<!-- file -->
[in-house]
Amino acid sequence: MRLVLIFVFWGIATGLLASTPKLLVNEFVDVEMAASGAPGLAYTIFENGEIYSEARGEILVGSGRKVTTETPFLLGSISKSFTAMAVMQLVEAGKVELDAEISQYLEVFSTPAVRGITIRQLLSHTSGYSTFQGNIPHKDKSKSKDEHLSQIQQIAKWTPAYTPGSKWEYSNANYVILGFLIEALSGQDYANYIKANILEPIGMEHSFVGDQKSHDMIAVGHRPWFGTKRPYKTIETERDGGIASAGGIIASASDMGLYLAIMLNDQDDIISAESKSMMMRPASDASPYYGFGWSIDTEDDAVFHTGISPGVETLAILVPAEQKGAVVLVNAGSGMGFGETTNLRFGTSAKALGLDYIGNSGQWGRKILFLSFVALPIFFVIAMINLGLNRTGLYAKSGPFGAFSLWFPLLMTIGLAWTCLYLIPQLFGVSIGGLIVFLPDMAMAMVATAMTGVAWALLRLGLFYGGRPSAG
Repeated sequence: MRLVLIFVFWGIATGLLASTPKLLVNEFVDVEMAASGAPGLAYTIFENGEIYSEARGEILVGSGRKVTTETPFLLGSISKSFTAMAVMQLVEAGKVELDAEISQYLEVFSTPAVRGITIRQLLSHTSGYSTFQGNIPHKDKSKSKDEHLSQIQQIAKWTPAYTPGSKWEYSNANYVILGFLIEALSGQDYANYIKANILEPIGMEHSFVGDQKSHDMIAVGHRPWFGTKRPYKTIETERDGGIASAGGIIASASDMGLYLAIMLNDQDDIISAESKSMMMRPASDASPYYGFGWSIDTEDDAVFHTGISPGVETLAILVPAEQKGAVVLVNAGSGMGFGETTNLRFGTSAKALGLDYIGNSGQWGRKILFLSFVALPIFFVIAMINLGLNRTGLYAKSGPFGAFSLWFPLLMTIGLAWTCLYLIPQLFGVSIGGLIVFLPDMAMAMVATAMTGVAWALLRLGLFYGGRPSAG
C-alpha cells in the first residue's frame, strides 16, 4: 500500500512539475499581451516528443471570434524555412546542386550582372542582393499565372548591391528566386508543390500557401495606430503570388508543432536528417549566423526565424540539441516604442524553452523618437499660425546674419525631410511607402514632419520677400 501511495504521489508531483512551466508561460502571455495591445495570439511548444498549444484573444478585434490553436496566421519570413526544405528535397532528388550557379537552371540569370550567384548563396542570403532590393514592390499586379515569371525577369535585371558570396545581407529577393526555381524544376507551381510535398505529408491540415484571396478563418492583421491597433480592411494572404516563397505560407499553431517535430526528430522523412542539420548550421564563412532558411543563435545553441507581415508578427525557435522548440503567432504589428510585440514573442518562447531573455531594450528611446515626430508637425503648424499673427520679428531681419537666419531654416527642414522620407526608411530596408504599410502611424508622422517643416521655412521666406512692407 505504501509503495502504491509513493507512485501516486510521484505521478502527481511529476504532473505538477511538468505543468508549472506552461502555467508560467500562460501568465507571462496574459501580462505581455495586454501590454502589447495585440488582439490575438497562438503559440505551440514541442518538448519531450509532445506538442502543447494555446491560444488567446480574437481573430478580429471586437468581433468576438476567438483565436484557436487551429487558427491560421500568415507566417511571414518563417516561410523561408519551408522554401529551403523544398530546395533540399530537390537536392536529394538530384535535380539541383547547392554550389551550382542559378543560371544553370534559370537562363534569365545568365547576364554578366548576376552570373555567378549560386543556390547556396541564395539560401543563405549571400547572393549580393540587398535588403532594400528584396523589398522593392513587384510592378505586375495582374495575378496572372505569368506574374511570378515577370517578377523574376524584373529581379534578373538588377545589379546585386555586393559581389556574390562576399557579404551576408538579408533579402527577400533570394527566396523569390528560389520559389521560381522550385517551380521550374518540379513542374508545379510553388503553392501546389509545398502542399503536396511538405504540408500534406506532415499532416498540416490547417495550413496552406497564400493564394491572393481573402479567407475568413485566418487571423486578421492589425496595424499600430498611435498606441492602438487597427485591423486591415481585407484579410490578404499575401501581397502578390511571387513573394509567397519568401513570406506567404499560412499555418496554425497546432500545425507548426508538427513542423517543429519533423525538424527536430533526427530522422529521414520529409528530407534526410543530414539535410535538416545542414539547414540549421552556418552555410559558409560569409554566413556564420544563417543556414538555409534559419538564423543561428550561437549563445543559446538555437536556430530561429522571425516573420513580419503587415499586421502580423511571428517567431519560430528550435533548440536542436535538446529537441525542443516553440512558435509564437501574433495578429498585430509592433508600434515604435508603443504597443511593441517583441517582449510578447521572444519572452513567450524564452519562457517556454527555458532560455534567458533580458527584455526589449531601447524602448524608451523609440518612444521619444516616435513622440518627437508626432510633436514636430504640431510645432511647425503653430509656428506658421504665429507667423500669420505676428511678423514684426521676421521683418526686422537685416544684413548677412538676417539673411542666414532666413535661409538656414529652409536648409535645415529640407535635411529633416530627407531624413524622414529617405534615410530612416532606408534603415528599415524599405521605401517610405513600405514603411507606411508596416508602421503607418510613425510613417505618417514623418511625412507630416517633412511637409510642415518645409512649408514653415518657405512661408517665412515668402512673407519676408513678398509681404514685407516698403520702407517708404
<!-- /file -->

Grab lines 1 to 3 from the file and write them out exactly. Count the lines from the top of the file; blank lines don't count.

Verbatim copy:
[in-house]
Amino acid sequence: MRLVLIFVFWGIATGLLASTPKLLVNEFVDVEMAASGAPGLAYTIFENGEIYSEARGEILVGSGRKVTTETPFLLGSISKSFTAMAVMQLVEAGKVELDAEISQYLEVFSTPAVRGITIRQLLSHTSGYSTFQGNIPHKDKSKSKDEHLSQIQQIAKWTPAYTPGSKWEYSNANYVILGFLIEALSGQDYANYIKANILEPIGMEHSFVGDQKSHDMIAVGHRPWFGTKRPYKTIETERDGGIASAGGIIASASDMGLYLAIMLNDQDDIISAESKSMMMRPASDASPYYGFGWSIDTEDDAVFHTGISPGVETLAILVPAEQKGAVVLVNAGSGMGFGETTNLRFGTSAKALGLDYIGNSGQWGRKILFLSFVALPIFFVIAMINLGLNRTGLYAKSGPFGAFSLWFPLLMTIGLAWTCLYLIPQLFGVSIGGLIVFLPDMAMAMVATAMTGVAWALLRLGLFYGGRPSAG
Repeated sequence: MRLVLIFVFWGIATGLLASTPKLLVNEFVDVEMAASGAPGLAYTIFENGEIYSEARGEILVGSGRKVTTETPFLLGSISKSFTAMAVMQLVEAGKVELDAEISQYLEVFSTPAVRGITIRQLLSHTSGYSTFQGNIPHKDKSKSKDEHLSQIQQIAKWTPAYTPGSKWEYSNANYVILGFLIEALSGQDYANYIKANILEPIGMEHSFVGDQKSHDMIAVGHRPWFGTKRPYKTIETERDGGIASAGGIIASASDMGLYLAIMLNDQDDIISAESKSMMMRPASDASPYYGFGWSIDTEDDAVFHTGISPGVETLAILVPAEQKGAVVLVNAGSGMGFGETTNLRFGTSAKALGLDYIGNSGQWGRKILFLSFVALPIFFVIAMINLGLNRTGLYAKSGPFGAFSLWFPLLMTIGLAWTCLYLIPQLFGVSIGGLIVFLPDMAMAMVATAMTGVAWALLRLGLFYGGRPSAG